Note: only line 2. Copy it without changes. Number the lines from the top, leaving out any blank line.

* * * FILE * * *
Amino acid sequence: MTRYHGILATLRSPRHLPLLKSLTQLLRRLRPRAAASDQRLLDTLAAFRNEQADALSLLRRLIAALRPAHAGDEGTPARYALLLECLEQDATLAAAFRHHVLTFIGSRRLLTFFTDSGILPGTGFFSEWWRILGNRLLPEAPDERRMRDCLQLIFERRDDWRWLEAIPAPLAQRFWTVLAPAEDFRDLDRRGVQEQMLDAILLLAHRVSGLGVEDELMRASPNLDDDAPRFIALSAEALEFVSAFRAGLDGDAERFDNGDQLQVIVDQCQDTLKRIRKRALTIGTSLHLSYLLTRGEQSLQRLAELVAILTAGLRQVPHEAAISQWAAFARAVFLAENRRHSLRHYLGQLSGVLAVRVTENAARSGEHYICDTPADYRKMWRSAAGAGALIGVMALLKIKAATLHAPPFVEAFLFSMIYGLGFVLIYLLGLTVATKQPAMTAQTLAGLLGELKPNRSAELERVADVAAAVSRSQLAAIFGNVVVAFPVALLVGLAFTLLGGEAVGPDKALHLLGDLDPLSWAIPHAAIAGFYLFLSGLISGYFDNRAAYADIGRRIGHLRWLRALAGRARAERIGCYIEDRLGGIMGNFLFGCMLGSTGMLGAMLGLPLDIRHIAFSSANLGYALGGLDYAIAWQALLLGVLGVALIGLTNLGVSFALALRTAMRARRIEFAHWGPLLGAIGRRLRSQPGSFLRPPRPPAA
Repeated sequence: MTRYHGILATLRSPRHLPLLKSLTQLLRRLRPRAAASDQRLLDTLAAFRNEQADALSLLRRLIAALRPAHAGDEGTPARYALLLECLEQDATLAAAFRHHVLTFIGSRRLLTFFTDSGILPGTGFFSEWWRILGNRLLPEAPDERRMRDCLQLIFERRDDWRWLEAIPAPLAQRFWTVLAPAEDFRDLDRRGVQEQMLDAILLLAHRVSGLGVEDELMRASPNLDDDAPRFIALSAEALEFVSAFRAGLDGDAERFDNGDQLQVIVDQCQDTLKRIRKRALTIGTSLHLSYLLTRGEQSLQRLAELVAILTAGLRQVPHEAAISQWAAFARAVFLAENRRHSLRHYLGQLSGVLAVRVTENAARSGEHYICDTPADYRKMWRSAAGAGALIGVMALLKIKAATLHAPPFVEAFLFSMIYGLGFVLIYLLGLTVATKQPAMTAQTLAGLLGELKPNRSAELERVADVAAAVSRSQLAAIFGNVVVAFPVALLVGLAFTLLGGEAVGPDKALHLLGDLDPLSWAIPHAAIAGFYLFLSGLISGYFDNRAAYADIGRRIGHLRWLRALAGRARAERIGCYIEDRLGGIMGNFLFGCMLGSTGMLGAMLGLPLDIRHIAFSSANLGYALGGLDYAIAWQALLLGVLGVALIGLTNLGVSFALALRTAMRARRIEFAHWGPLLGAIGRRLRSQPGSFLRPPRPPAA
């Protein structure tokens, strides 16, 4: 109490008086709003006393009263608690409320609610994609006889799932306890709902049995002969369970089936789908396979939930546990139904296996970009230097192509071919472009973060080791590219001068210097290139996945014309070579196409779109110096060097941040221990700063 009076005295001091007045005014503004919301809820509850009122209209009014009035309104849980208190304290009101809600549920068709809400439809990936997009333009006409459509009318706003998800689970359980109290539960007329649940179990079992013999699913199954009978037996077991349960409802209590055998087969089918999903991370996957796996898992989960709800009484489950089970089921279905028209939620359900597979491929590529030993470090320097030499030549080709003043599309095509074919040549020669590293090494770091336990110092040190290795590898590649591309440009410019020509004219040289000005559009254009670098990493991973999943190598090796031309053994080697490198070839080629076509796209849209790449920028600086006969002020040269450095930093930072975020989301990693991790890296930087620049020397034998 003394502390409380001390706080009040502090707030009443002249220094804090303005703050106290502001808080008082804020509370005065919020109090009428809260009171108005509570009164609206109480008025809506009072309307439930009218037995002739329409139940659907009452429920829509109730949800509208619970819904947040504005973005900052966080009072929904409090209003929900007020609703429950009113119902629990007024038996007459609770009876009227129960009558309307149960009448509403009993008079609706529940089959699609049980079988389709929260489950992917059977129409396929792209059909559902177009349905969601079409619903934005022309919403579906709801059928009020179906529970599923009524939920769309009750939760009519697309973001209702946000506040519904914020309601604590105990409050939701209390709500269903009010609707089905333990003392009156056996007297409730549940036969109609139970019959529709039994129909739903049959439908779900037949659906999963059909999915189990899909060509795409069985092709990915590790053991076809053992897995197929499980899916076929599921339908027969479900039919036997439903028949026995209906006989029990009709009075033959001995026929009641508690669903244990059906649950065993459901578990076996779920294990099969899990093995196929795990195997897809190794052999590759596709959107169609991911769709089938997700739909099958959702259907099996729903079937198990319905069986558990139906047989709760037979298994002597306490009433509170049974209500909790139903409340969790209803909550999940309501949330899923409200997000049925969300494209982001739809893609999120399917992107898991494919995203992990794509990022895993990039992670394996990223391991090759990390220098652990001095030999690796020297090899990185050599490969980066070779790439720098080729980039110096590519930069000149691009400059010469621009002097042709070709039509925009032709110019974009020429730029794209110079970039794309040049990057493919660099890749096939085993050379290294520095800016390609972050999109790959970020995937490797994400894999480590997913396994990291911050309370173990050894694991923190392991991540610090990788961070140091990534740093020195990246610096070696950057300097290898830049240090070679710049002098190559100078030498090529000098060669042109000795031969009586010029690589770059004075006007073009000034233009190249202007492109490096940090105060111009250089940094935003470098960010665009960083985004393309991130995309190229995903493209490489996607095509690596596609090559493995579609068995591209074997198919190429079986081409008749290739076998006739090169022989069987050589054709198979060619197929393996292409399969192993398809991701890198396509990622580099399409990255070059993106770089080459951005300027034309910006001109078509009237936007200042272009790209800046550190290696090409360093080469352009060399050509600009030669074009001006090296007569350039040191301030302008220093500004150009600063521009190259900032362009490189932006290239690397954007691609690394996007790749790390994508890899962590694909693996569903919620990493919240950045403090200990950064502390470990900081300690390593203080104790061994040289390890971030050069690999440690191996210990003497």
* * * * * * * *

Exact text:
Repeated sequence: MTRYHGILATLRSPRHLPLLKSLTQLLRRLRPRAAASDQRLLDTLAAFRNEQADALSLLRRLIAALRPAHAGDEGTPARYALLLECLEQDATLAAAFRHHVLTFIGSRRLLTFFTDSGILPGTGFFSEWWRILGNRLLPEAPDERRMRDCLQLIFERRDDWRWLEAIPAPLAQRFWTVLAPAEDFRDLDRRGVQEQMLDAILLLAHRVSGLGVEDELMRASPNLDDDAPRFIALSAEALEFVSAFRAGLDGDAERFDNGDQLQVIVDQCQDTLKRIRKRALTIGTSLHLSYLLTRGEQSLQRLAELVAILTAGLRQVPHEAAISQWAAFARAVFLAENRRHSLRHYLGQLSGVLAVRVTENAARSGEHYICDTPADYRKMWRSAAGAGALIGVMALLKIKAATLHAPPFVEAFLFSMIYGLGFVLIYLLGLTVATKQPAMTAQTLAGLLGELKPNRSAELERVADVAAAVSRSQLAAIFGNVVVAFPVALLVGLAFTLLGGEAVGPDKALHLLGDLDPLSWAIPHAAIAGFYLFLSGLISGYFDNRAAYADIGRRIGHLRWLRALAGRARAERIGCYIEDRLGGIMGNFLFGCMLGSTGMLGAMLGLPLDIRHIAFSSANLGYALGGLDYAIAWQALLLGVLGVALIGLTNLGVSFALALRTAMRARRIEFAHWGPLLGAIGRRLRSQPGSFLRPPRPPAA